Obama signs off AGOA renewal
UNITED States President Barack Obama ( pictured) on Monday signed into law the Trade Preference Extension Act of 2015, to enact a 10-year renewal of the African Growth and Opportunity Act (AGOA).
AGOA is a nonreciprocal trade preference programme that provides duty-free treatment to United States imports of certain products from eligible sub-saharan African countries of which Lesotho is a major beneficiary. The programme, which was set to expire in September this year.
AGOA has played a big role in sustaining Lesotho’s textile industry, which is the single biggest private sector employer.
United Nations figures show that since AGOA’S introduction, Lesotho’s garment industry has grown to contribute 20 percent of gross domestic product –– with 80 percent of the manufacturing for US mega-brands like Gap, Levi’s, and Walmart.
Around 44 000 Basotho earn their living as a result of AGOA.
Lesotho is among the 37 nations benefitting from AGOA through its textile products and the uncertainty surrounding the US’S decision on the legislation had cast a dark shadow over the industry.
Some local textile firms had started rationalising operations and retrenching workers.
However, the new extension gives the US the ability to withdraw, suspend, or limit benefits if designated AGOA countries do not comply with its eligibility criteria.
It provides greater flexibility to the White House to withdraw, suspend, or limit benefits under the scheme if it determines that such action would be more effective than termination.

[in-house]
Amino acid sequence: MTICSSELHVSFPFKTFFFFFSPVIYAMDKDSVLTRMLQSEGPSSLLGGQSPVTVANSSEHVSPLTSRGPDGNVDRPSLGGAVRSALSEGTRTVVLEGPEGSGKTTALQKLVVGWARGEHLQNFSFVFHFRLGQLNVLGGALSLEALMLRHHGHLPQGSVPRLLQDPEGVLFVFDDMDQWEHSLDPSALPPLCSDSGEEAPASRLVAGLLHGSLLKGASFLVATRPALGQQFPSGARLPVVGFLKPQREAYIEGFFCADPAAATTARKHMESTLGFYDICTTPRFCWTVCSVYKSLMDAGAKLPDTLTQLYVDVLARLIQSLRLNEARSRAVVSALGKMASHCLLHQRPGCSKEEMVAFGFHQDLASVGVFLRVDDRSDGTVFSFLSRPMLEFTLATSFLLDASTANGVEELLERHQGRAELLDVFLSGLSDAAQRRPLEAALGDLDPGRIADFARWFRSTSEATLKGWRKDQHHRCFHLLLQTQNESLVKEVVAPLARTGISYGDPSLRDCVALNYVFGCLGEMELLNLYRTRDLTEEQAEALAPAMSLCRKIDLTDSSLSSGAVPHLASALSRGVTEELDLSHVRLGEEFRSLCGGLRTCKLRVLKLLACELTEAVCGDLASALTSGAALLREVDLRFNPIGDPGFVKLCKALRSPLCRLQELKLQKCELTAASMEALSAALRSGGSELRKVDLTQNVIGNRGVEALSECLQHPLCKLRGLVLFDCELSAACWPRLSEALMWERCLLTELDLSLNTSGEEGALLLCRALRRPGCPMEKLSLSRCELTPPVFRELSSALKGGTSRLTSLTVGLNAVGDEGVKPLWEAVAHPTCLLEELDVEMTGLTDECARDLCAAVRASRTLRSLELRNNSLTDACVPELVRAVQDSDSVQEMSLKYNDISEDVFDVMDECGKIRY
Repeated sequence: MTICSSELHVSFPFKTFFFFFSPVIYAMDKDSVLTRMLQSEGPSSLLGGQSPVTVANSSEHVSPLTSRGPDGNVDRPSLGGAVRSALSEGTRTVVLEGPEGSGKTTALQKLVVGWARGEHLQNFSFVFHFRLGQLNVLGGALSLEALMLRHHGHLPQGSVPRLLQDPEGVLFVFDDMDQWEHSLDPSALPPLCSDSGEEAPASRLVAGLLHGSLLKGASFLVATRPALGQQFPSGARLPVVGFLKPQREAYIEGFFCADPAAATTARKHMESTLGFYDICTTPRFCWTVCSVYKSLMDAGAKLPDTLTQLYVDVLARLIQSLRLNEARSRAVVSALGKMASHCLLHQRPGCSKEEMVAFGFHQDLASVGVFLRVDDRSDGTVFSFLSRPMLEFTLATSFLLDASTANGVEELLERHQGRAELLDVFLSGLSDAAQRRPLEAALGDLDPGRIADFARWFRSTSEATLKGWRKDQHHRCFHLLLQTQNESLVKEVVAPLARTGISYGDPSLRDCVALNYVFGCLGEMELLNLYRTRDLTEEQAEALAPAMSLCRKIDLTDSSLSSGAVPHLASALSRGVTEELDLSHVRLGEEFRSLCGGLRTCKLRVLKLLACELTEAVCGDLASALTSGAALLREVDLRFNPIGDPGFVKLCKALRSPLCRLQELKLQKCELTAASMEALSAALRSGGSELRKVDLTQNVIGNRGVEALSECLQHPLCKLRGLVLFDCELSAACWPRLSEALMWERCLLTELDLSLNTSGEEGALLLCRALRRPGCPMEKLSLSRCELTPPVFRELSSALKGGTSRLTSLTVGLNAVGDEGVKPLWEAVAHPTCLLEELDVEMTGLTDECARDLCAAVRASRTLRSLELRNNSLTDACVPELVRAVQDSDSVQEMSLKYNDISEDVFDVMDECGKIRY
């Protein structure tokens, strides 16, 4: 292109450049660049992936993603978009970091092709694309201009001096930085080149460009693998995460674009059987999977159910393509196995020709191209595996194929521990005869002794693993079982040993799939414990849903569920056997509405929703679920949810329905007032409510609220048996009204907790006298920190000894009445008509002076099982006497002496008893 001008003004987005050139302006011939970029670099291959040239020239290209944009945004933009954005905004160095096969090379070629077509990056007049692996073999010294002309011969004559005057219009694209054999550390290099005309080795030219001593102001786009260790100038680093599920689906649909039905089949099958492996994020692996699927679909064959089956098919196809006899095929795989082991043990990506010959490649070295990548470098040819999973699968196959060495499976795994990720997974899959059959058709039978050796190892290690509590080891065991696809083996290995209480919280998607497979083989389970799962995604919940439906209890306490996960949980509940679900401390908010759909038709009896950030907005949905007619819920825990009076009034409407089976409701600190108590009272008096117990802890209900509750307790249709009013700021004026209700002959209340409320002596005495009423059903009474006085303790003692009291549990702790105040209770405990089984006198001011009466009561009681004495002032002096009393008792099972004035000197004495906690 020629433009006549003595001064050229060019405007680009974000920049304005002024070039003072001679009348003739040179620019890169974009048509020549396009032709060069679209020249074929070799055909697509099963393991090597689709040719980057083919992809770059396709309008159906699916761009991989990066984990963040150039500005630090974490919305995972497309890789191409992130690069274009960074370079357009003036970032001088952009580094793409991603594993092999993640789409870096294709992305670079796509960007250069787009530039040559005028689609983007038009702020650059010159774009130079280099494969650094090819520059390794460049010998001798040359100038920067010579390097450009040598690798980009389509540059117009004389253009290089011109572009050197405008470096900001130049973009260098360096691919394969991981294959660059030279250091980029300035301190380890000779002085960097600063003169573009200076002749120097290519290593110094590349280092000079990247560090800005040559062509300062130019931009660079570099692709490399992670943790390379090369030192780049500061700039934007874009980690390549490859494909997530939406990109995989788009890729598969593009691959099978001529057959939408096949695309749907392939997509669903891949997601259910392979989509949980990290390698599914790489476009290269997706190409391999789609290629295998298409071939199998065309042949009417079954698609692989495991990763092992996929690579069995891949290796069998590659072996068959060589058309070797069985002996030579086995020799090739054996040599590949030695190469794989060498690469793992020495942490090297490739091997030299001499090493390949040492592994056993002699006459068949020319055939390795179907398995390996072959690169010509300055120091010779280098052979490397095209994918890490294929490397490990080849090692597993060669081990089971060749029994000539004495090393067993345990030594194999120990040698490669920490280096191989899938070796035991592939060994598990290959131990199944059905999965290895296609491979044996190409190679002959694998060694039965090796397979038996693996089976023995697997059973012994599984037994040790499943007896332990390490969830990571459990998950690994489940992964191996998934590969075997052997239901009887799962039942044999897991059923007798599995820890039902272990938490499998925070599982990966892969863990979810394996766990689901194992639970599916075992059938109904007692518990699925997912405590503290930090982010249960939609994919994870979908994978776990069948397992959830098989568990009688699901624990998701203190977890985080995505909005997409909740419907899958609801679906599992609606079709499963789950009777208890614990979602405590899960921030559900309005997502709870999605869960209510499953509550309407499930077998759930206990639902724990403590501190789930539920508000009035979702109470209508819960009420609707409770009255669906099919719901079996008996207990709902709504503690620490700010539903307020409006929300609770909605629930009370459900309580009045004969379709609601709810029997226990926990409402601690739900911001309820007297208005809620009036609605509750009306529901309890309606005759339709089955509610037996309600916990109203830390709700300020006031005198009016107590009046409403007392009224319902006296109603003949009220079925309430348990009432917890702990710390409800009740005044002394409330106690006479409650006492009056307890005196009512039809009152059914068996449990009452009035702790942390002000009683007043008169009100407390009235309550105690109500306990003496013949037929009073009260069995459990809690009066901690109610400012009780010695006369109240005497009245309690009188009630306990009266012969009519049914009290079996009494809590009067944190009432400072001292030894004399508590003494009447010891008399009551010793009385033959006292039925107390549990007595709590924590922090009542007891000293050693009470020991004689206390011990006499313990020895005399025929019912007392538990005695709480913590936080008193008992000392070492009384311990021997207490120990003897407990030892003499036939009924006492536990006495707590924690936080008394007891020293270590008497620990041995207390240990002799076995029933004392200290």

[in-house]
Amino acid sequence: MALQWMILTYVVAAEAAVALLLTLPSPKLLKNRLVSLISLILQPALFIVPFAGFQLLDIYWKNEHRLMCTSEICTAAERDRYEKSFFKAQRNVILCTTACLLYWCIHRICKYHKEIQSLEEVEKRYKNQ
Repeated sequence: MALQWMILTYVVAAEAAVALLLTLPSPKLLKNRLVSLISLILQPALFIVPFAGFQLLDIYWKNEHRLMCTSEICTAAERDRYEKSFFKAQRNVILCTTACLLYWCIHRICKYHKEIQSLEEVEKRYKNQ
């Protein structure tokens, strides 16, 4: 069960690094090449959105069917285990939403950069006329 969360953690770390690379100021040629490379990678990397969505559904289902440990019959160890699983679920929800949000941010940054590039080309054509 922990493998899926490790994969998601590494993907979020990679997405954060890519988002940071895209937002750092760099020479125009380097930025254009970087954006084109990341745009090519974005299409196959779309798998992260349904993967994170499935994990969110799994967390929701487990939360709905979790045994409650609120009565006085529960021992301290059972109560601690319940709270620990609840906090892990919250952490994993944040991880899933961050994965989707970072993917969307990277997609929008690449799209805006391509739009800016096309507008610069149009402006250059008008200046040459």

For example, the bill requires the president to notify and explain to Congress his intention to terminate a country’s designation as a beneficiary at least 60 days before the decision takes effect.
The bill provides for a petition process allowing interested parties to file petitions at any time with the Office of the US Trade Representative regarding compliance of a beneficiary country. Regarding public hearings, the inclusion of public comments will be required during reviews of a country’s AGOA eligibility.
The new AGOA will also allow the US president to conduct out-of-cycle reviews of any beneficiary country to determine whether it is making continued progress towards meeting the scheme’s eligibility criteria.
Since AGOA was put in place, 13 countries have lost their eligibility, although ough seven eventually had it restored.
Six countries – Central Africann Republic, Democratic Republic of Congo, Eritrea, The Gambia, South Sudan, andd Swaziland – lost their eligibility primarilyarily due to political reasons and have not regained it to date.
The general rule of origin underer the new AGOA retains a value-added requirement of 35 percent. This provisionision entails that products may integraterate materials sourced from outside counountries – in other words, NON-AGOAGOAbeneficiaries – provided that the “direct costs of processing” undertakenken in one or more designated AGOAAbeneficiary countries equal at t least 35 percent of the product'ss appraised value.
Under the new text, beneficiary countries will be expected to develop biennial AGOA utilisation strategies in order to “more effectively and strategically utilise benefits available under AGOA,” the bill says, which additionally cites the possibility for Regional Economic Communities to be involved in this exercise. Such strategies would mainly review opportunities and challenges around exports under AGOA, obstacles to regional integration, and establish a plan to increase the utilisation of benefits under the Act. –– Staff Writer
US President Barack Obama